The unnamable is the eternally real
Naming is the origin of all things
Free from desire, we realise the mystery
Caught in desire, we see only the manifestations
Yet mystery and manifestations arise from the same source
The source is called darkness
Darkness within darkness
The gateway to all understanding

Carina NebulaSo runs the first chapter of the Dao De Jing, the seminal text of spiritual and philosophical Daoism. Although attributed by legend to the archetypal  and possibly mythical white-bearded sage figure Lao-tse, its true authorship is still debated. What is not in doubt is its antiquity – the earliest surviving versions thus far uncovered dating to around 300-400 BC, while tradition dates it much earlier to around 500-600 BC. In archeological terms its existence provides evidence of a remarkable awakening of a deeply spiritual, philosophical and self-reflective human consciousness – an awakening that seems to have taken place across many cultures, both east and west, around the same time.

The  Dao De Jing  is also a troubling text – just eighty one short, enigmatic verses that have been translated and interpreted in different ways. The above quote is from the opening of the Stephen Mitchell version which, although frowned upon by some scholars of Daoism, remains popular – perhaps, like the Dao de Jing itself – for holding more to the heart, than to the letter of an idea.

At first glance, the Dao De Jing reads like nonsense, and many of us will discard it as being too enigmatic for its own good. It’s only as we deepen psychologically and spiritually that more of the text begins to make sense. As children of a material and rigorously rational paradigm, we prefer our lessons delivered in plain words, our descriptions of reality literal, and our proofs of phenomenon to be demonstrated with an irrefutable logic. But the Dao De Jing suggests the ultimate nature of reality simply isn’t like that. This makes describing it in literal terms impossible, so the text uses paradox to provoke, twist and even to paralyse the mind into a logical impasse from which the meaning arises of its own accord, not as words but as visceral insights.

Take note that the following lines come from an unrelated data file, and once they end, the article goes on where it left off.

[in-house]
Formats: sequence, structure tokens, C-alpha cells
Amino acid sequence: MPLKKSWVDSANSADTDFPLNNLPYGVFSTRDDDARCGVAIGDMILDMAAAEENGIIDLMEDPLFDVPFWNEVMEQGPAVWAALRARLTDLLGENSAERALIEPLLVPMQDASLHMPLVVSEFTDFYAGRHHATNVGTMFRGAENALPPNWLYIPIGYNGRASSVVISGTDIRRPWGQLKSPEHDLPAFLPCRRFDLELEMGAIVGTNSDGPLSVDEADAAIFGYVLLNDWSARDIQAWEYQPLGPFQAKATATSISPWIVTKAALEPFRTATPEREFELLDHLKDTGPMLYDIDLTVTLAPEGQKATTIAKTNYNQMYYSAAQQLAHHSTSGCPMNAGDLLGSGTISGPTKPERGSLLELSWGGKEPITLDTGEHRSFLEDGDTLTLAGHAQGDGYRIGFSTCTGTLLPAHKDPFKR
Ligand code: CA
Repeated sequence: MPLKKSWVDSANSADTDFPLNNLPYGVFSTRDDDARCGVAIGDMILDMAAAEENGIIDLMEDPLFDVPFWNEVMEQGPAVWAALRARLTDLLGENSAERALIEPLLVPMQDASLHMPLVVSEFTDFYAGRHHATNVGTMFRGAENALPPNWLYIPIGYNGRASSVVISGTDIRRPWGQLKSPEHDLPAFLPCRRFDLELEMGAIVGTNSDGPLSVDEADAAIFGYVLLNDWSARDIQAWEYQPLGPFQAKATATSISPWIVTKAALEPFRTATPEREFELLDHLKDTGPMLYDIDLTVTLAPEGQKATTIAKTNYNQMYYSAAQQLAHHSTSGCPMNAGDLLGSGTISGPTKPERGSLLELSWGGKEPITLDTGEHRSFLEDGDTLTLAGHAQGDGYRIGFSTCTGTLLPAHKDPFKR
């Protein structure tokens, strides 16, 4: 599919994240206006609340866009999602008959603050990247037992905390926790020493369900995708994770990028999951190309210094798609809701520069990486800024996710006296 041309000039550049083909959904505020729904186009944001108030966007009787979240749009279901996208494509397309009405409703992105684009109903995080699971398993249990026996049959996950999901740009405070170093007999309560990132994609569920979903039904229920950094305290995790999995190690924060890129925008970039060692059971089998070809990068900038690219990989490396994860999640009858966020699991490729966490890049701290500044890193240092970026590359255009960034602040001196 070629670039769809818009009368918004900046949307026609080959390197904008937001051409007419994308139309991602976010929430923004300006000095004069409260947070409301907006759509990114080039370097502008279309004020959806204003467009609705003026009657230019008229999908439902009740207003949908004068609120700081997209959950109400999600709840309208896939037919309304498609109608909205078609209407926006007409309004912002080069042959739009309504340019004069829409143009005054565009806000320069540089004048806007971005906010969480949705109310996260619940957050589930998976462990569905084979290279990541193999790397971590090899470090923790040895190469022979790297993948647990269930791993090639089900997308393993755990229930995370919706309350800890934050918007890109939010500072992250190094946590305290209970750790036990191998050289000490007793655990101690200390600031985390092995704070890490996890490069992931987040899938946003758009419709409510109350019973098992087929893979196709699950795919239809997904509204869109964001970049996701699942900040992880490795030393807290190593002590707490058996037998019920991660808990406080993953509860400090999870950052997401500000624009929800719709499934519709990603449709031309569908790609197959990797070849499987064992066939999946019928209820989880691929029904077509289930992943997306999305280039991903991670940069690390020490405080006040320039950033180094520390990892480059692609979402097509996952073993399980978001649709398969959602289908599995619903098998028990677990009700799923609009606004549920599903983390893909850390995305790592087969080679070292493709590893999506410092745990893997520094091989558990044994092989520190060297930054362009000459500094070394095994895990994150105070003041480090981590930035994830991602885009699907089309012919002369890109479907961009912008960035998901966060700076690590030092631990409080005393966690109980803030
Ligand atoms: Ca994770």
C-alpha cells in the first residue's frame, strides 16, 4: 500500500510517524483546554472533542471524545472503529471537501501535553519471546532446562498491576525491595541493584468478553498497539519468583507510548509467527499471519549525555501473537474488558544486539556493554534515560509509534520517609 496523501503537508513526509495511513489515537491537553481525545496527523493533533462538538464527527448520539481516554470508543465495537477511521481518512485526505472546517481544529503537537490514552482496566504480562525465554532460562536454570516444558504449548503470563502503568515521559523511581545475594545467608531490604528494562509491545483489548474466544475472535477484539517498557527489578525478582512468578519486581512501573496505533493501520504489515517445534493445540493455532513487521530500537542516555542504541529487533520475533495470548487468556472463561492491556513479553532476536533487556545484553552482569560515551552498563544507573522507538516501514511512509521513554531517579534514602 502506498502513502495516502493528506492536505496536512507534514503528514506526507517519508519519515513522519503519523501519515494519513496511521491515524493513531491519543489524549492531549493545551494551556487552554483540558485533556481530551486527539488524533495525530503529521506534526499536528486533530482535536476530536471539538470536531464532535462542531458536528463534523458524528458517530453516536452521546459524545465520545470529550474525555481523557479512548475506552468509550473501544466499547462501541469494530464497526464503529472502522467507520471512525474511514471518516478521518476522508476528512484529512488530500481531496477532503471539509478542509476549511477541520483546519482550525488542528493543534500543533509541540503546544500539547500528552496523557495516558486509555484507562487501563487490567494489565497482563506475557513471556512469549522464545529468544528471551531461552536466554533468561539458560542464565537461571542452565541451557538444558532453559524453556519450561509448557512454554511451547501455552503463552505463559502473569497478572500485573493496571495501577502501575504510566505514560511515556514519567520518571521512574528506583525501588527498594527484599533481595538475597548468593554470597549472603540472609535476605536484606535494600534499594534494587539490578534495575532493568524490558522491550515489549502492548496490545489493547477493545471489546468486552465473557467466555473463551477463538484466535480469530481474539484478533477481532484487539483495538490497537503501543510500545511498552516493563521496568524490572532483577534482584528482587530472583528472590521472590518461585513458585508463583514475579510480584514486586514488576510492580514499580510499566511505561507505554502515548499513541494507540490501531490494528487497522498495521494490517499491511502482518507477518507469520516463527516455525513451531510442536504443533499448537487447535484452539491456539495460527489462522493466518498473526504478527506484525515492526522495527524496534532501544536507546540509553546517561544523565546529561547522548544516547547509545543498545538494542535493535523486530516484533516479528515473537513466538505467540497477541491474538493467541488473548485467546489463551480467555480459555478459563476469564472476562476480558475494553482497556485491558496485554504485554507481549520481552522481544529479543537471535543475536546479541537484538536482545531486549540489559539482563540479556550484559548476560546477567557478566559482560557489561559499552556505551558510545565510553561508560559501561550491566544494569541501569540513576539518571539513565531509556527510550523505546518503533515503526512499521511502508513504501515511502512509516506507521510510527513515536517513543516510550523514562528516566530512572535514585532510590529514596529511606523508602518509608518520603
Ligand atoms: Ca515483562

The unnamable is the eternally real. What’s eternally real is beyond language.  We know what it is, but not its nature. It is the ground of being, it is the gap in the perceivable quanta of the manifest world, but if we try to define it or even imagine it,  we limit our understanding to what we can perceive with the inadequate apparatus of the logical, thinking mind. It’s better then to have no mind, no convictions about the eternally real than any mind at all.

This is not to say the eternally real cannot be experienced. We are, after all, part of the ultimate nature of reality ourselves, our minds holographic reductions of a greater conscious whole. It’s through the mind therefore we can tune in, if we can first of all tune out the mind’s more daily preoccupations with material things or rational thoughts – for what we think about things is paradoxically our biggest hurdle to understanding any-thing at all.

If we can use our minds this way, and by a process of mindfulness seek nothing but the stillness in every moment, we might eventually glimpse the darkness of our immaterial self, and in so doing realise we can only be experiencing this self from the perspective of a deeper blackness, a more authentic all-encompassing formlessness that seems both self and no-self.

Impossible to define in intellectual terms this no-thing-ness is experienced as a sense of oneness, familiar and comforting as a passionate lover’s embrace. And with it comes the reminder this exquisite state is our most natural state, our own ground of being. It is who and what we really are – and we have merely forgotten it for a while, temporarily lost as we all are, in the world of forms.

Self in no self. Darkness within darkness.

The gateway to all understanding.

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Baoding ballsIn the 1954 movie “The Caine Mutiny” Humphrey Bogart plays the haunted, eccentric and much hated USN officer Captain Queeg. It’s a story in which Queeg finds himself up against accusations of incompetence lodged by his long suffering junior officers, two of whom he’s had hauled before a Court’s Marshal for mutiny. One of the most memorable images of the film is of Bogart rotating a pair of ball bearings in his hand as a stress reliever, while he glares moodily at his oppressors like a man possessed.